Both positions funded with the money, at the SDC and OSSJA, are clinical psychologist positions.
The audit states that counseling services employed 28 counselors in January of 2016 — “at that time the Provost documented an agreement with the Vice Chancellor for Student Affairs to add 11 new FTEs by the end of FY 2017.”
According to Walter, there are currently 28.5 counselors at UC Davis and several open positions. Walter was asked if she agrees with de la Torre’s claim that the university does not “necessarily need to hire more counselors.”
“We do need more mental health providers,” Walter said. “In turn, we will need more counselors as well, people providing more direct clinical service to students, especially as our student body grows.”
In October of 2016, plans were announced to move the Women’s Resource and Research Center out of North Hall so counseling services could expand into the first floor. The additional space would be needed to house the estimated 11 to 12 counselors UC Davis planned to hire through the UC-wide initiative. The WRRC currently remains in North Hall, and counseling services have not drastically expanded elsewhere on campus. Director of Student Health and Counseling Services Sarah Hahn said the university is “not yet in need of additional space for counselors.”
“They needed that space for 12 new counselors,” said Samantha Chiang, a fourth-year English major and the director of the UC Davis Mental Health Initiative. “But now, they haven’t gotten any new space. Where are the 12 counselors? Also, we haven’t had a net increase of 12 counselors. [… We’ve] potentially hired more than 12 counselors but because our retention rate is so bad due to poor pay, we haven’t increased by 12. That has really been obscured from the student body. We really need to mobilize in some way to ensure that we get our money’s worth. That was supposed to go to direct counseling services. They can’t say, ‘Oh, this was for [something else].’ No, that money was earmarked for direct counseling services.”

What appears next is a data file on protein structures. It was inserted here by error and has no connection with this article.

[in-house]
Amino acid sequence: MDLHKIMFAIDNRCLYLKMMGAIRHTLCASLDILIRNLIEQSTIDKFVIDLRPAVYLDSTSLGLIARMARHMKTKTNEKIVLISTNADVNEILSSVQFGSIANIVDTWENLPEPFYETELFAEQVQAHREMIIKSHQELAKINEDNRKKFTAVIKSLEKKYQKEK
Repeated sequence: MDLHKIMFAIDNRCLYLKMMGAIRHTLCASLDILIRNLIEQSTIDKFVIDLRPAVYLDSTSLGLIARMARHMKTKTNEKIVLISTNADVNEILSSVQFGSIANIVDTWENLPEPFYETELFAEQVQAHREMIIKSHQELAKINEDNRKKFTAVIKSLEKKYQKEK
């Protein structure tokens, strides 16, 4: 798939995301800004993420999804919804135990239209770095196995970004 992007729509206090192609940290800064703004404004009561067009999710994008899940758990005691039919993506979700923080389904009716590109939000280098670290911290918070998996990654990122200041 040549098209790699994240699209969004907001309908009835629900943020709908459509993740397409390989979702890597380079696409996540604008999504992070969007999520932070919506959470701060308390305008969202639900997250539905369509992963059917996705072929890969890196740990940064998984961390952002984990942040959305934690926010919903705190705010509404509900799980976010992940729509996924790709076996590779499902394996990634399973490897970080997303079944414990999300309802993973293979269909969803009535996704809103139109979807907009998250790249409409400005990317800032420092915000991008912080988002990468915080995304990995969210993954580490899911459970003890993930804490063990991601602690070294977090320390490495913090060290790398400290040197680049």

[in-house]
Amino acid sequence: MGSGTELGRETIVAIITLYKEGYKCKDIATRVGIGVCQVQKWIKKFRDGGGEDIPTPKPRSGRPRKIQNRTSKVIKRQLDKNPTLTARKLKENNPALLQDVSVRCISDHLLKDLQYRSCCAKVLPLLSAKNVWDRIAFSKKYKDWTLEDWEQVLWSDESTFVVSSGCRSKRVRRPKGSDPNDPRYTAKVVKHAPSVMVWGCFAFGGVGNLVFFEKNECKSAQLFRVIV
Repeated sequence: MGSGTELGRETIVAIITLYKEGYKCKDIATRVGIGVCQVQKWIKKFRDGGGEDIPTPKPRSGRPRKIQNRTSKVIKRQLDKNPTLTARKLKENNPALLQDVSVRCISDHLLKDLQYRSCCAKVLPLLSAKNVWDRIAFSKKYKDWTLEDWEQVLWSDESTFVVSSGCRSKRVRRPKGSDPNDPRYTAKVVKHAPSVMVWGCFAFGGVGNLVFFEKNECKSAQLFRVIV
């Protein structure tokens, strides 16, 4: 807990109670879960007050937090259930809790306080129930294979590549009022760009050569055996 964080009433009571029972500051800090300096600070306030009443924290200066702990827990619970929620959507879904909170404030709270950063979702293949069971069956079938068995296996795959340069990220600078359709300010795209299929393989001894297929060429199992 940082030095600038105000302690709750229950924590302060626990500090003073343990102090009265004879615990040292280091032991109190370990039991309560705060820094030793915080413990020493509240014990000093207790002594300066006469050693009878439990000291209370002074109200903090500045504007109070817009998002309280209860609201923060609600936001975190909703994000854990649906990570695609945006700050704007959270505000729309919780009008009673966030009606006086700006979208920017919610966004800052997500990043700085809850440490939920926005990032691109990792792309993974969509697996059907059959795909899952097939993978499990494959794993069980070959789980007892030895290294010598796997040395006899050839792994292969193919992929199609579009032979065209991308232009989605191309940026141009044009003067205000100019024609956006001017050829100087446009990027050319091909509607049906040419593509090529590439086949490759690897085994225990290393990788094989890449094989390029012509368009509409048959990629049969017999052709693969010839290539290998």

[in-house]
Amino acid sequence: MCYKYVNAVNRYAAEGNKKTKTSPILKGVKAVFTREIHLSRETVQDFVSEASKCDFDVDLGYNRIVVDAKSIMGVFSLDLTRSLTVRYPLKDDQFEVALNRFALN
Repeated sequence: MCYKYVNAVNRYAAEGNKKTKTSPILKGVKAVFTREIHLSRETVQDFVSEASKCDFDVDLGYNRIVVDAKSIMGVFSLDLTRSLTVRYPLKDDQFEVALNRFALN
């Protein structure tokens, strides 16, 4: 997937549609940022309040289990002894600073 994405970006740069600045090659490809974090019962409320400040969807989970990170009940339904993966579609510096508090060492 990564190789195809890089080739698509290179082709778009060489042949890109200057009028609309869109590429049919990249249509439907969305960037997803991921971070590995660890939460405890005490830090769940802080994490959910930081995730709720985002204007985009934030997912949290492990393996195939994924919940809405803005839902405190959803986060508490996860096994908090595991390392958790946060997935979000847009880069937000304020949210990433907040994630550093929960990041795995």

According to UCOP, the $18 million “will support hiring 85 mental health clinicians to include psychologists, psychiatrists, psychiatric nurse practitioners and case managers.” The statement from Vu, Carney and Easley states “UCOP was not prescriptive in how the Mental Health funds were to be used other than for mental health services.”
UC Davis currently employs 3.5 psychiatrists. The UCOP-recognized ratio is one psychiatrist per 6,500 students. There are “postdoctoral psychiatry fellows from the UCD Medical Center that see clients,” Walter said, stating the university is “aware that our ratio for psychiatry needs to be addressed, especially in light of increased enrollment in the future.” Additionally, including the postdoctoral fellows in the ratio would result, Walter said, in a “psychiatry provider-to-student ratio of approximately 1:7,500.”
Another issue addressed in the audit during talks with de la Torre, Vu and Walter — and brought up repeatedly by all three — concerns low levels of productivity. The audit shows that in 2017, clinical counselors had an average of 2.26 clinical sessions per day, data based on self-reported numbers. Walter emphasized this low number of reported sessions taking place in a workday.